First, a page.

Just over a dozen people turned up outside the US Embassy on Monday to rally in solidarity with the Black Lives Matter protests in the US.
The protesters sat and held their placards in a physically distanced line in the Queen's Park Savannah, across the road from the embassy in Port of Spain.
Artiste and activist Abeo Jackson said she felt there is an obligation for people in the diaspora to support the Black Lives Matter movement in the US.
There have been huge gatherings and clashes with police across the US and elsewhere since police killed George Floyd in Minnesota on May 25.
“This is not the time when we are supposed to hijack black voices in America, but to listen and amplify them.
"Yes, we have our own systemic institutionalised issues that we need to work on, in terms of social reform and inherited colonial legacies, but right now it’s about black voices in the US and the diaspora. When we look at the process that went into ending apartheid in South Africa, it wasn’t just because of what was happening in South Africa, it was about what was happening around the world and the fact that the diaspora amplified everything that was happening in South Africa at the time. So, I think it would be remiss of us as members of the black diaspora to ignore what’s happening in the US.
"We can’t have an entity like the US on our soil thinking that we’re not seeing what’s going on and what they’re perpetrating in other parts of the world, so I wanted to come and sit.”
Retiree Christine David-Lewis said she was 11 when the Black Power Revolution happened in Trinidad. She said while she grew up with a certain amount of privilege, as someone with a lighter skin, she was always conscious of having ancestors who had been enslaved and survived.
“We still have people who are enslaved by virtue of others treating them as less, and that’s wrong. Our ancestors did not survive for our descendants to be tossed aside, and if we don’t stand up for what’s wrong, we’re allowing it. I can’t do anything about what’s happening anywhere else in the world, but I can say that it is wrong and it has to change. I’m here supporting the young people and I would like to see some difference before God closes my eyes.”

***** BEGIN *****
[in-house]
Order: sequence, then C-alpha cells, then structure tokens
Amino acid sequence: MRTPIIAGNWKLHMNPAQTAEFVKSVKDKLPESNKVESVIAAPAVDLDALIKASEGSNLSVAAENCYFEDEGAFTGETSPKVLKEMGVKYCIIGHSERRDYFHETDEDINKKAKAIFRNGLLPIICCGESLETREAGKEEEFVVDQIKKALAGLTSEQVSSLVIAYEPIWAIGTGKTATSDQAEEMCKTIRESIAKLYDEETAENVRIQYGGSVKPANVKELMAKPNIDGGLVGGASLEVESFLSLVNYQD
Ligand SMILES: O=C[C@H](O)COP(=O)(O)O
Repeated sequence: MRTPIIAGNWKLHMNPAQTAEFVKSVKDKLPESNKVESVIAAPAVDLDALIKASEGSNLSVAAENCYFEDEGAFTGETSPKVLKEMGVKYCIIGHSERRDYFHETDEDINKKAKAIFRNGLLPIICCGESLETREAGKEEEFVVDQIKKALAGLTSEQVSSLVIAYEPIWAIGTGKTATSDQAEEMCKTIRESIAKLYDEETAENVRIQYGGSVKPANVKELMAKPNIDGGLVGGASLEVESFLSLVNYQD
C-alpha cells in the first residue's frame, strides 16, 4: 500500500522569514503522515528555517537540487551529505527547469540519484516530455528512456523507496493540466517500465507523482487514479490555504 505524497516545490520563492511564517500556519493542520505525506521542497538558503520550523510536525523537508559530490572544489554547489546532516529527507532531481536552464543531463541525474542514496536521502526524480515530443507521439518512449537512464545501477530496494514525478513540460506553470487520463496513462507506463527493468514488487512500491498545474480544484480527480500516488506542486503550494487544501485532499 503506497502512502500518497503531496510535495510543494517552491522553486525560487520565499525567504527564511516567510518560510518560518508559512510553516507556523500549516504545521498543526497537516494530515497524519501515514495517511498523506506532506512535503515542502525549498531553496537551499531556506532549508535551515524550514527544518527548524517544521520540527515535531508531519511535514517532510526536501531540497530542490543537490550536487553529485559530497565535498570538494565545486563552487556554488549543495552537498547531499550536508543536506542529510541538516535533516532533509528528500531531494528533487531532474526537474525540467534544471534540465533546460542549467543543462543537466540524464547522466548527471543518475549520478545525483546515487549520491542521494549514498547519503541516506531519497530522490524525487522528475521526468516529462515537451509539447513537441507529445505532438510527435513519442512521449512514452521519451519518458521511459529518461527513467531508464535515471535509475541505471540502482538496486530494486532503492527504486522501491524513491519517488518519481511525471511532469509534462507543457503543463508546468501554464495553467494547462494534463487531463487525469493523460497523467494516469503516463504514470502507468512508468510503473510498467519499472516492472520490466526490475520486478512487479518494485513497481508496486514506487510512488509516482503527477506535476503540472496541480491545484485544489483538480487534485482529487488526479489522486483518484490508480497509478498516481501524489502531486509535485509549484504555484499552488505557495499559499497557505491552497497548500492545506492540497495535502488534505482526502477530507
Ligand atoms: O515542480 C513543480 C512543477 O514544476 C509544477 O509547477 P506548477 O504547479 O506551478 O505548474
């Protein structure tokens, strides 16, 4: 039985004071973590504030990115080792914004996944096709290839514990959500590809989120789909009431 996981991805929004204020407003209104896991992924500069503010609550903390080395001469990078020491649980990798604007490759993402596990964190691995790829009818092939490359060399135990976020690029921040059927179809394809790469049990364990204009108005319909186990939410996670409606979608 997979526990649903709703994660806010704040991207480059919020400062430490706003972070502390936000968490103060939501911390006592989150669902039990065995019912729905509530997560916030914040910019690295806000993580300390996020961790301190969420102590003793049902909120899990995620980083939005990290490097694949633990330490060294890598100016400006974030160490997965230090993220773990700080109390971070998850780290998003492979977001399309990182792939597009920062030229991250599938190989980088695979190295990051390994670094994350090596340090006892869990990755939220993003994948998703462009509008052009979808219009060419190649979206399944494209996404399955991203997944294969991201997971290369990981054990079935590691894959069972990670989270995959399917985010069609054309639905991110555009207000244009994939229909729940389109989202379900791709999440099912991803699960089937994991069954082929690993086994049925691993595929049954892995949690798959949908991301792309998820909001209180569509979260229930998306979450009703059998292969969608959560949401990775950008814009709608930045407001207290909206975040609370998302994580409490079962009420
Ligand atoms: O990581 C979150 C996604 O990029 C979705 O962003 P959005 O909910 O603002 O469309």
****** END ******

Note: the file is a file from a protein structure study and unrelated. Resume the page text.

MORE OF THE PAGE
Other protesters said they came out because they were fearful for their family and friends living in the US and wanted to show their support for the movement.
Activist Terry-Ann Roy said it was important for Trinidadians to support those currently fighting for Black Lives Matter because injustice anywhere in the world affects everyone.
“So many of us have friends and family members in the US so systematic oppressions and racism affects them and us. A lot of our culture and the things we look up to happen in the US, so even though the current unrest is situated in the US, I think it’s affecting every part of the world.
"I think systematic racism and institutionalised racism is present in every part of the world, it just manifests itself in different ways, so one of the reasons we’re here today is to raise our voices to say black lives matter even in Trinidad, in the Caribbean. We also have so many instances of injustices, police brutality, sometimes we feel the rule of law and due process aren’t being adhered to and that there’s a need for greater transparency. So we’re here to represent not just people in the US but to make a statement that here too we need to fight injustices.”
The protesters were eventually moved along by police from the St Clair station who said they were told about the protest in a phone call.
The protesters were told the gathering numbered more than five people, and also that they needed a permit in order to hold a protest.